Bush’s self-appointment as the ambassador of democracy in the Middle
East continues to misfire with
the Palestinian elections handing a clear majority of 76 of 132 seats
in Parliament to Hamas, which is officially considered a
terrorist organization by the United States’ government and Israel, as
well as the EU and Canada. Hamas also does not recognize the state of
Israel and its destruction is part of the
organization’s charter, as are some other choice bits that are likely
to make the peace process difficult at best:
"Israel will exist and will continue to exist until Islam will obliterate it, just as it obliterated others before it."
"There is no solution for the Palestinian question except through
Jihad. Initiatives, proposals and international conferences are all a
waste of time and vain endeavors."
Bush is calling for Hamas to change it’s charter. Don’t hold your
breath. Though Hamas has made some hints that it
intends to continue to negotiate with Israel through intermediaries, it
is not altogether clear that Israel will be receptive. Israeli hard-liners may use the rise of Hamas as a reason to break off all talks, likely prompting another intensification of mutual violence.
Elections in Palestine, Iraq, Boliva, and Chile have all demonstrated an obvious truth: the democratic will of the people doesn’t always lead to immediate peace, stability, economic growth, peaceful diplomatic relations. The problem was pointed out quite clearly by Fareed Zacharia in the late 1990’s: the result of democracy can be liberal or illiberal, and it isn’t always predictable which you will get. More recent analysts such as Mansfield and Snyder have pointed out that the sort of forced-pace democratic transition that this Administration has advocated in the Middle East gives no time for the institutions of civil society needed to manage political competition to form and gain legitimacy. The result can often be an entrenchment of ethnic politics, creating greater risks of sectarianism, war and terrorism.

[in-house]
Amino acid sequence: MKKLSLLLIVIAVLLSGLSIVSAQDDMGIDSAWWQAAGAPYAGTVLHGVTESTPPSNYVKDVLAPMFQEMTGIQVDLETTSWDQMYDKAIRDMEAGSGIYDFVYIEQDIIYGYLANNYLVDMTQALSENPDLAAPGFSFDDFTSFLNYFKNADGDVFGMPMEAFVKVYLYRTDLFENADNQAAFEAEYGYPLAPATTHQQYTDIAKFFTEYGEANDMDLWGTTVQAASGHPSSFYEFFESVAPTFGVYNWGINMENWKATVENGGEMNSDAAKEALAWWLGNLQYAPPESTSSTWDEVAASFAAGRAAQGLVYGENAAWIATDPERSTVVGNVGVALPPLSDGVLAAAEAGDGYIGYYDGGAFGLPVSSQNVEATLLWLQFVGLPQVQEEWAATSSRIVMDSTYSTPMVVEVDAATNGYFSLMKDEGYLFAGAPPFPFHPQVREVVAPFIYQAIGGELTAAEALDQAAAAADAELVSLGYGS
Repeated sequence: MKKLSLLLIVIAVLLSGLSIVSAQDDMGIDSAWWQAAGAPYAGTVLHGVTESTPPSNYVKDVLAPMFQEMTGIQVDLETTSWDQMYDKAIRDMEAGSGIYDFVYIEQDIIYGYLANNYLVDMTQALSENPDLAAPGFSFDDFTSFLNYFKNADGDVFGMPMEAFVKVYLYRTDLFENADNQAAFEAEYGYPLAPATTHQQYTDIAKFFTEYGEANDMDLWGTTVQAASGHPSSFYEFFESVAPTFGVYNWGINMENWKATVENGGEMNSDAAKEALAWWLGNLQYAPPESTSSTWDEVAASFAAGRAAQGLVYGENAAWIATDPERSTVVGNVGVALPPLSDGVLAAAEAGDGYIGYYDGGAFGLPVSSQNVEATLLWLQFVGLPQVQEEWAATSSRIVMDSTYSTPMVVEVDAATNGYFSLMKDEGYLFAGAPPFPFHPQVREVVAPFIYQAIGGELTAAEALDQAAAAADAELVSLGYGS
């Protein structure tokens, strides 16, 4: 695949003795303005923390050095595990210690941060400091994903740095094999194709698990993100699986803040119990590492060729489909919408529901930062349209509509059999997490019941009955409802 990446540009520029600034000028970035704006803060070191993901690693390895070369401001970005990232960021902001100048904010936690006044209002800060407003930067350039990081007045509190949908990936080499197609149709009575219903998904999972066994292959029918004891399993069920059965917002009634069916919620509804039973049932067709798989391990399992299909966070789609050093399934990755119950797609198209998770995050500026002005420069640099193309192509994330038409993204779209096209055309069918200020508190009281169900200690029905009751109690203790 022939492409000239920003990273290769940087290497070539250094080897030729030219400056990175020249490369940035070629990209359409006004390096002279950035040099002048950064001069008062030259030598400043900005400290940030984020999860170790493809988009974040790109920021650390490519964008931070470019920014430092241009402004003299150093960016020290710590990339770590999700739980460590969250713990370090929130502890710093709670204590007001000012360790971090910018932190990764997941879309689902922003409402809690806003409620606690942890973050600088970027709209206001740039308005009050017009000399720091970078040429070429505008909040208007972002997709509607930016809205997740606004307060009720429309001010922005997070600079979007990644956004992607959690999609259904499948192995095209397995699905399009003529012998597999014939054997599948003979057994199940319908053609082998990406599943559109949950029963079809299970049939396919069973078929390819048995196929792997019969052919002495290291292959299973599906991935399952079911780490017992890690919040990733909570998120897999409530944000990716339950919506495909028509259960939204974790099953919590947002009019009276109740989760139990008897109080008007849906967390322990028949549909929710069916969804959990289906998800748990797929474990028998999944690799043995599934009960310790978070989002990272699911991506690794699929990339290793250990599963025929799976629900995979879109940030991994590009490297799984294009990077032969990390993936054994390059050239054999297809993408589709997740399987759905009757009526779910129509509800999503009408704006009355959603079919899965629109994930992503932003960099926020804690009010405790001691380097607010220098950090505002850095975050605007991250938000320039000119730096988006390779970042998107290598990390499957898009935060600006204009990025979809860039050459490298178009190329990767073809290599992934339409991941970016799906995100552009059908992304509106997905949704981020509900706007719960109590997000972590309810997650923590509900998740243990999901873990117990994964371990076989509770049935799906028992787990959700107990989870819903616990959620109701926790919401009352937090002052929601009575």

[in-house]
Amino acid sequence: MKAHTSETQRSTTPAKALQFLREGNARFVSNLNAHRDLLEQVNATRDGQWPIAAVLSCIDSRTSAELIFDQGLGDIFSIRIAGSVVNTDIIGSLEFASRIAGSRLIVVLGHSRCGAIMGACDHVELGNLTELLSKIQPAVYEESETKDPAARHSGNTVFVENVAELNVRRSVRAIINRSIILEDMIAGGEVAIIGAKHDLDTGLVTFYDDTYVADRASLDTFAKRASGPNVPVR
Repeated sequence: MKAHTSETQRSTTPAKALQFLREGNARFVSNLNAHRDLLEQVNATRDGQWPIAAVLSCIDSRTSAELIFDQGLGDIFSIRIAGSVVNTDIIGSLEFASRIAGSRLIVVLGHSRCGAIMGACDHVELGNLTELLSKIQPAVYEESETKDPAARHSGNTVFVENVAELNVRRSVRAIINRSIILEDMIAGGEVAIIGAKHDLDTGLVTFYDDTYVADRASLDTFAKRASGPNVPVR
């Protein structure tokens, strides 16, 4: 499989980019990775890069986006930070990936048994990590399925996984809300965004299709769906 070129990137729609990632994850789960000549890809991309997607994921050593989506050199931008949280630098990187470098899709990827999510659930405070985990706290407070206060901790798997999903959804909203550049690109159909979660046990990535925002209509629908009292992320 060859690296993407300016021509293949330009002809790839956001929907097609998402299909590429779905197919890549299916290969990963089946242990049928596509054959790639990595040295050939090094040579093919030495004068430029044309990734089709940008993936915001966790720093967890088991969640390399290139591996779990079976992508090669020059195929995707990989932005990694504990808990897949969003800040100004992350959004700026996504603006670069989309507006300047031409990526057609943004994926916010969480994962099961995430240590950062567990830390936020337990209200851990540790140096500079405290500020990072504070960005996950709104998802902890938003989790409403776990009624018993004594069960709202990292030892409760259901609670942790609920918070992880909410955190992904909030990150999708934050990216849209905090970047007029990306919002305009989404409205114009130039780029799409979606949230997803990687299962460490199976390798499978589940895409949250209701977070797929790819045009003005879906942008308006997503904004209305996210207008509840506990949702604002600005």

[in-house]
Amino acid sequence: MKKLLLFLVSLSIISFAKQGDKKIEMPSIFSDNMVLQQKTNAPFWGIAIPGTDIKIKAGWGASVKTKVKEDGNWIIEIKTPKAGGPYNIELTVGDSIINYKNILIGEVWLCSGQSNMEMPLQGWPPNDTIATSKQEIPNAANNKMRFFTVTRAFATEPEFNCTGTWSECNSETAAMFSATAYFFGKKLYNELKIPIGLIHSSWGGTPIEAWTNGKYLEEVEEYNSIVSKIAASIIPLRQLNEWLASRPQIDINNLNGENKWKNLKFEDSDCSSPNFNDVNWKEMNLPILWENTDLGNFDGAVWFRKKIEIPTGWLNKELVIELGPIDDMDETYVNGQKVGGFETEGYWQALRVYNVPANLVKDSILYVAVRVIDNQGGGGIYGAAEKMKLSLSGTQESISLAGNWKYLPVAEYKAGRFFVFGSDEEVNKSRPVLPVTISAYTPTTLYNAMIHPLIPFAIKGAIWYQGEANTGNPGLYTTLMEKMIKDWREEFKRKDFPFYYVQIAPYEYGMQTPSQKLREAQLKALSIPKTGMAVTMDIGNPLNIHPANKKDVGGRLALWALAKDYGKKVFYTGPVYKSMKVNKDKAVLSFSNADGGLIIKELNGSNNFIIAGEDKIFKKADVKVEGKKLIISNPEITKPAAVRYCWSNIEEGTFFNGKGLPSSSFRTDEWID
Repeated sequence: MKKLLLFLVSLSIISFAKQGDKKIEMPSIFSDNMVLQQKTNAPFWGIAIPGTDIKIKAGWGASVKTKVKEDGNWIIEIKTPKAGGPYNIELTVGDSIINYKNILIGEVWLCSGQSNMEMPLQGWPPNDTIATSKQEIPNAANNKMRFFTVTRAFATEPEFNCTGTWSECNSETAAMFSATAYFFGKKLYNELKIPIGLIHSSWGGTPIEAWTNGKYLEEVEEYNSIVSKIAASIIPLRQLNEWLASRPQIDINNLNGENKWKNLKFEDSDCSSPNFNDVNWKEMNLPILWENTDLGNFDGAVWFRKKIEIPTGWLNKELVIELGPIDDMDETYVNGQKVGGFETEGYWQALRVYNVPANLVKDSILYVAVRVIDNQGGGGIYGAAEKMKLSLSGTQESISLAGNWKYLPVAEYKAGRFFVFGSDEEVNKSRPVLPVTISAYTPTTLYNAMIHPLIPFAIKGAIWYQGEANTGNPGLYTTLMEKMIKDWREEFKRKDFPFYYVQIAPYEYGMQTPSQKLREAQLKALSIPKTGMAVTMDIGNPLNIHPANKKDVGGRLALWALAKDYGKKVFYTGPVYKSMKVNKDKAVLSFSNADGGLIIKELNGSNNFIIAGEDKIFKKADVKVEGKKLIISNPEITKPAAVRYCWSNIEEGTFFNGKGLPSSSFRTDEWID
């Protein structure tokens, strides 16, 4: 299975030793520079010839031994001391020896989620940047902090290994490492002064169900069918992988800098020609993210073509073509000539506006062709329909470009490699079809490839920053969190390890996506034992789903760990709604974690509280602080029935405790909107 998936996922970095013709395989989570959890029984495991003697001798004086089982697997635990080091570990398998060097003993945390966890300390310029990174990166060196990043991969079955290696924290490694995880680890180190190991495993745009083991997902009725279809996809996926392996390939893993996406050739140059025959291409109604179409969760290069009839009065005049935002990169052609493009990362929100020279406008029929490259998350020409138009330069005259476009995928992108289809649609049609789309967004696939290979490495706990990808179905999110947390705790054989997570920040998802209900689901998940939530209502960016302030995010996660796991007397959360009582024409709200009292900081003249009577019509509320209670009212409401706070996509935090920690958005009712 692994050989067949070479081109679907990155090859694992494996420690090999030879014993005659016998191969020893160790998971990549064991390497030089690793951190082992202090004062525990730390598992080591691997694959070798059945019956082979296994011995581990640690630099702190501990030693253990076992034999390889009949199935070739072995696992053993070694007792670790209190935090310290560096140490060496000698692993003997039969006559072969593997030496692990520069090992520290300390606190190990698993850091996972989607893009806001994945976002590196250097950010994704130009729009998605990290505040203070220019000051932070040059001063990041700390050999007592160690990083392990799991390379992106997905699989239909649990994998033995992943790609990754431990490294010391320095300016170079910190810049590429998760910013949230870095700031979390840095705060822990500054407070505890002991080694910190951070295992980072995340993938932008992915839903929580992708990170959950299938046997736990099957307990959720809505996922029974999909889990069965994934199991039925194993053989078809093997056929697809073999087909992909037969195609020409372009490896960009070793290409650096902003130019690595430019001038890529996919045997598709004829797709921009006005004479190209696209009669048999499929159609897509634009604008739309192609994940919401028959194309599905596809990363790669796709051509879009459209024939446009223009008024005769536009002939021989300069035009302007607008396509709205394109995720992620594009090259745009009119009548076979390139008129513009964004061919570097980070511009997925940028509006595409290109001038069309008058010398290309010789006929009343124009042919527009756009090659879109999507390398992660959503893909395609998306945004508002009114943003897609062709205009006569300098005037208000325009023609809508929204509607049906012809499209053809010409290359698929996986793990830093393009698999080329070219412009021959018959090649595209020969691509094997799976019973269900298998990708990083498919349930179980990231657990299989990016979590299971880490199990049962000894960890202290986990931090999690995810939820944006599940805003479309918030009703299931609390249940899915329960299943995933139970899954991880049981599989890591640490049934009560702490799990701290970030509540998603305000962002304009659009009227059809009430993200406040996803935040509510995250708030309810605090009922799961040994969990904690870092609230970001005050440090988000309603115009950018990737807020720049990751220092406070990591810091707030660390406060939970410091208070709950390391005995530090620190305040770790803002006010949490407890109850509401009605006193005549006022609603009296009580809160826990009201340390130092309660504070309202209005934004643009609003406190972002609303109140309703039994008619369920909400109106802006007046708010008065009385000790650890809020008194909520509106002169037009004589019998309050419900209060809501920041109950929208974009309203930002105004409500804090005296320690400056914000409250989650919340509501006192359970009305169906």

The goal of more democracy in the Middle East is certainly a laudable one, but the manner in which this Administration is pursuing it is short-sighted, motivated primarily by domestic political concerns, and possibly damaging our national interests. Justified or not, many in the Middle East and other less-developed nations see America not as a savior, or even as a mentor to emulate, but as a oppressor at the root of their suffering. Those impressions are going to effect the political behavior of the poor and oppressed of the world, especially when they are encouraged in this view and exploited by those who seek power. Without a plan to allay those impressions with more than just propaganda, we should not be surprised when our best intentioned plans for democratization result in empowering those who frame themselves as our enemies.
In the long-term, pulling potentially disruptive elements, such as the Ba’athists in Iraq and Hamas in Palestine into the political process, where there are incentives for compromise and discussion, may end up being a net positive for peace in the Middle East. But the Administration’s policies also run the risk of permanently radicalizing Middle Eastern populist politics and thus weakening democracy in those nations. Given this Administration’s track record thus far, I would not bet much that they will adroitly handle the opportunities presented by the risks they are running.